Forty will be here in a few days.
Something happens when you start approaching a milestone birthday like this one. You spend a lot of time in quiet introspection, contemplating where you’ve been and where you’re headed. True, it happens at other times, too. But as I conclude the final days of my 30’s I’ve been feeling a surge of what I can only describe as equal parts nostalgic joy and quiet anticipation.
I take great pleasure in sentimental remembrance of all I’ve experienced and witnessed in the last 40 years, knowing there’s been far more good even in the midst of pain. But I also feel a measure of satisfaction when I evaluate where I’ve fallen short and made mistakes. Because I can only regret something once I’ve learned there’s a better way.
One of the things that has never sat well with me is the idea that to live a happy and full life you need to live without regrets…that looking back and wishing we’d made some different choices somehow keeps us locked in the past and prevents us from being happy and healthy in our present. This, coupled with the sentiment that we reach a point where we’re suddenly “too old to change”, leaves me baffled. Being dissatisfied, disappointed even, in certain decisions is an essential part of the gift of life experience that shapes us and our relationships. To refuse to live with any regrets is terribly short-sighted.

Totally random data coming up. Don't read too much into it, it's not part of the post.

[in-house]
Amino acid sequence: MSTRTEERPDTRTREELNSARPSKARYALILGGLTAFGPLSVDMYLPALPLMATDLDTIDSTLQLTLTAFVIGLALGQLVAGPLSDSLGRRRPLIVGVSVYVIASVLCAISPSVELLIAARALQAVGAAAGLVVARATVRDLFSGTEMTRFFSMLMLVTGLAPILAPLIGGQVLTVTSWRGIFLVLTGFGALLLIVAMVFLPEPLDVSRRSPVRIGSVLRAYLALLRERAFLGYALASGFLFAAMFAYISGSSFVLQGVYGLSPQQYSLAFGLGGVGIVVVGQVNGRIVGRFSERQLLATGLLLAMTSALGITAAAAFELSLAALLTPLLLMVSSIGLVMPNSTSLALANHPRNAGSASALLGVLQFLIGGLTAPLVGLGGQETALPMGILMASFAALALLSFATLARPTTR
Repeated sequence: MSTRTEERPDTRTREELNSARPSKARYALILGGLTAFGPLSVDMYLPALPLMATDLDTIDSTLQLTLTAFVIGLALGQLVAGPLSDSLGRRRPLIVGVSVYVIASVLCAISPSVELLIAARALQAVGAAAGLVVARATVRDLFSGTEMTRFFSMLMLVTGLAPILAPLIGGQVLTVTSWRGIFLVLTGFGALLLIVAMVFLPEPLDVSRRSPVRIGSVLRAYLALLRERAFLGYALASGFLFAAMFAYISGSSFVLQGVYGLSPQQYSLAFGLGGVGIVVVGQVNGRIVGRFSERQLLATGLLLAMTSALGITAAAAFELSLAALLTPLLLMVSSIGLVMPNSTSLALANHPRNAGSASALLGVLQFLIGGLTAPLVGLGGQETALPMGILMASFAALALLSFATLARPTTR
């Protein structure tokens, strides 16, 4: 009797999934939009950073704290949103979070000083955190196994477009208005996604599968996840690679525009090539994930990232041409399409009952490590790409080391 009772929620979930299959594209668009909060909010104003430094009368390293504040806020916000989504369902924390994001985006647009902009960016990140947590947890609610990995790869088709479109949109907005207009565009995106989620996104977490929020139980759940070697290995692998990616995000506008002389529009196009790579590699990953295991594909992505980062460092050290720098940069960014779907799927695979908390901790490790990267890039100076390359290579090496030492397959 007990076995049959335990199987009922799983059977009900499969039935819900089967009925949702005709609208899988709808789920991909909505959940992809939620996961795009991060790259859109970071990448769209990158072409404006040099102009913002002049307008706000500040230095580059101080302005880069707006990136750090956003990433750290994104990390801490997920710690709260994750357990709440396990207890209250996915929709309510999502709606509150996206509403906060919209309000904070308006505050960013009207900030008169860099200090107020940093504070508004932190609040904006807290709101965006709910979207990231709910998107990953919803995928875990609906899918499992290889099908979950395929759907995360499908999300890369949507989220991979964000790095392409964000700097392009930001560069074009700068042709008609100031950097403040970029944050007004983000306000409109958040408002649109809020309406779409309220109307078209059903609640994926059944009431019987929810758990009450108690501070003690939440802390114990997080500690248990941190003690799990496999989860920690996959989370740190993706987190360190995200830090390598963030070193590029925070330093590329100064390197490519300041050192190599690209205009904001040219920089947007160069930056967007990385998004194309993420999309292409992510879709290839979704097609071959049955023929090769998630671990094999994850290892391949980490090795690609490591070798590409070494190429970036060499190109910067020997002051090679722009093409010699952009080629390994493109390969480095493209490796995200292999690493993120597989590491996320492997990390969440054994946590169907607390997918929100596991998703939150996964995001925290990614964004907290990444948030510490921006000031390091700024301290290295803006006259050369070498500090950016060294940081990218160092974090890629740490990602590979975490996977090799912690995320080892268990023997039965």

Looking back on the last 39 years I can tell you without hesitation I absolutely have regrets.
I regret I spent so much time worrying about what other people thought of me.
I regret the years spent dissatisfied with my younger, stronger, more flexible body, because it did not fit into a size 8 pair of jeans.
I regret being quick to lose my temper and slow to forgive.
I regret holding myself and my loved ones to such impossibly high standards and expectations that disappointment and failure were inevitable.
I regret all the times I lost my temper with my kids, especially over the little things, instead of keeping my cool and some perspective.
I regret not spending more time actively seeking God, and instead waiting for things to fall apart before seeking comfort in His word and love.
I regret all of the time spent looking ahead to what was next instead of just being content and fully present in the here and now.
“Because I can only regret something once I’ve learned there’s a better way.”
I look back on the past 39 years and there is so much that I wish I did more or less of, did differently. But I’m thankful for that view of the past because it has led to a much healthier, more content person in the present. One who has learned a lot about what’s most important in life and where to focus her time and energies. She’s not perfect, but I like this me more than any previous version.
Forty will be here in a few days. And I look forward to entering this next decade with a little more patience, a little more grace for myself and others, a little more content to be here and present, and little more reliant on God.
I expect that by the time I hit 60, 80, (maybe even) 100 I will look back on the previous decades and see the things I should have, could have done differently, because God’s not done with me yet.
No matter how old I get I hope I never close myself off to allowing Him to change and mold me into the person He’s created me to be. I know this body — this life — is not my final destination, but I’d like to make the most of it while I’m here.
Yes, forty will be here in a few days and I’m quite alright with that.